Our DNA is our most private and identifiable piece of information -- even more so than physical fingerprints or our social security number. As DNA technologies improve, and it becomes easier to make specific matches at the individual level, we worry about the ethical and social implications this has on privacy. The Supreme Court case, Maryland v. King (2013), paved the way for widespread use of DNA technologies by law enforcement, and today, anyone arrested for a felony will have their DNA collected, stored, and surveilled by state or federal governments. However, even if this person is found not guilty, their data remains in the system. This feeds into issues of structural and institutional racism as communities of color, who suffer from inequities in justice and disproportionate arrests, become increasingly larger parts of these DNA databases and therefore are more likely to have their privacy violated by the state.

What it does

The law allows for arrestees who never had charges filed or were found not guilty to remove their DNA from state and federal databases. However, the law also requires the arrestee to begin this process -- not the state. Our application helps eligible arrestees find and complete the required paperwork to regain their personal privacy-- when it should never have been violated in the first place-- by expunging their DNA profile.

Our application offers 3 features: 1) We seek to inform users about the importance of DNA privacy, the problems of DNA collection by both the state and private corporations, and the possibility of DNA expungency. For arrestees, we will help them discover if they are eligible. 2) We seek to empower users to complete the required paperwork to expunge their DNA. We do this by streamlining the application process, autofilling the application, and clarifying legal terminology. 3) We seek to support users to finish the expungency process. Users will obtain a printable version of the application forms/letters. Our task tracker helps users contact the correct authorities and obtain the required certified paperwork from the Court.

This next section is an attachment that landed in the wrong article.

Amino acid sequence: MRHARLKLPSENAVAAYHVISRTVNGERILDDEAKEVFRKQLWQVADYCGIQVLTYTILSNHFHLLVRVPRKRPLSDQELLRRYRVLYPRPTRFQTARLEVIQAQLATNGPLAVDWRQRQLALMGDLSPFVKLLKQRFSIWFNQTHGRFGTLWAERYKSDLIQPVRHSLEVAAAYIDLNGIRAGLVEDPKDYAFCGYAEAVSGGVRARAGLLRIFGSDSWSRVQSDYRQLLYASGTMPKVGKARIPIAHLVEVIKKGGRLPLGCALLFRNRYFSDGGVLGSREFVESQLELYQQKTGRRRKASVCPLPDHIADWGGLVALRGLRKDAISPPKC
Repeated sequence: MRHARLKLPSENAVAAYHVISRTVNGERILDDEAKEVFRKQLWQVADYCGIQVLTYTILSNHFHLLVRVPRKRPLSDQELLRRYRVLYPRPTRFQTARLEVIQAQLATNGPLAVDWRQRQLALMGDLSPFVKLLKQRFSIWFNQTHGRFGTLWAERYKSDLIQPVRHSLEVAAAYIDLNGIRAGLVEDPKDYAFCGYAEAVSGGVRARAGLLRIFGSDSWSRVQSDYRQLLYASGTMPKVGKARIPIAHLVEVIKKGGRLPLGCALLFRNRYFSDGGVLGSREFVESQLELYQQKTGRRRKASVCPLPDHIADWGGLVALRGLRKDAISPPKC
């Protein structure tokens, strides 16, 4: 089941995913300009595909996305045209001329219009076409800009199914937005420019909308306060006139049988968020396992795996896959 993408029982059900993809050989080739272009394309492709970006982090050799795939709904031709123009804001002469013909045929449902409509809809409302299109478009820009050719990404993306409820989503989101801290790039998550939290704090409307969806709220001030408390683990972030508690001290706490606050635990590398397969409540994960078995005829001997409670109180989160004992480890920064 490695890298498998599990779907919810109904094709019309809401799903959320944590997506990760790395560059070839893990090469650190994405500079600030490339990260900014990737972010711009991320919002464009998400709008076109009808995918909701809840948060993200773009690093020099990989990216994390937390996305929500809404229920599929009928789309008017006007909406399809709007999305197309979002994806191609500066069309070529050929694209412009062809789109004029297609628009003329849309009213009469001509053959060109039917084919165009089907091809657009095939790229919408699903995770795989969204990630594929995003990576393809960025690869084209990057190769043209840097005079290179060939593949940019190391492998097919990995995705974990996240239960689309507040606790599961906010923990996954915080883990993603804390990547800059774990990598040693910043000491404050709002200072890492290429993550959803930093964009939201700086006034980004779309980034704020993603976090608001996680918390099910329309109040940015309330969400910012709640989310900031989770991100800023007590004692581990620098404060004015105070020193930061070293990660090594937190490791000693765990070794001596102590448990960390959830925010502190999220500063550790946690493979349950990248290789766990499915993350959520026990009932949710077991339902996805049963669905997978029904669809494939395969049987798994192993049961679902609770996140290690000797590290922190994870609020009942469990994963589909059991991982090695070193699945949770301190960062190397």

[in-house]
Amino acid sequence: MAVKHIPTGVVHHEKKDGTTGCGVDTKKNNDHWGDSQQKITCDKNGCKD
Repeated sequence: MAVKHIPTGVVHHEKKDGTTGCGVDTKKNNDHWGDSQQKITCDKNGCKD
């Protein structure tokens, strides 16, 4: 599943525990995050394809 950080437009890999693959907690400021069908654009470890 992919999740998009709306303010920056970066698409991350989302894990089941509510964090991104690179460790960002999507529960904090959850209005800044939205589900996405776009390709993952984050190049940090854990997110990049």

How we built it

The frontend of our app was built in Figma and the backend implemented with react-native.


This was our first time using Figma, so we spent a lot of time navigating that tool. Trying to use react-native to make a fully-usable app was difficult, and unfortunately, we couldn't make a fully working app by the deadline.

What we learned

As a group comprising mostly beginner hackers, we learned a lot about new languages and setting standards for a project. We hope to continue building this tool, so it is easy to use and accessible, after CivHacks!

What's next for Outta The System

We hope to expand Outta the System for arrestees in states outside of California. Given that all 50 states have some form of DNA collection and the majority require that arrestees initiate profile removal themselves, we want to include assisted paperwork completion and task trackers for other states.

Furthermore, most private companies that collect DNA, such as Ancestry and 23andme, have an option to remove data that must be initiated by the user. We hope to introduce some method to support the clearing DNA data from private corporations in the future.

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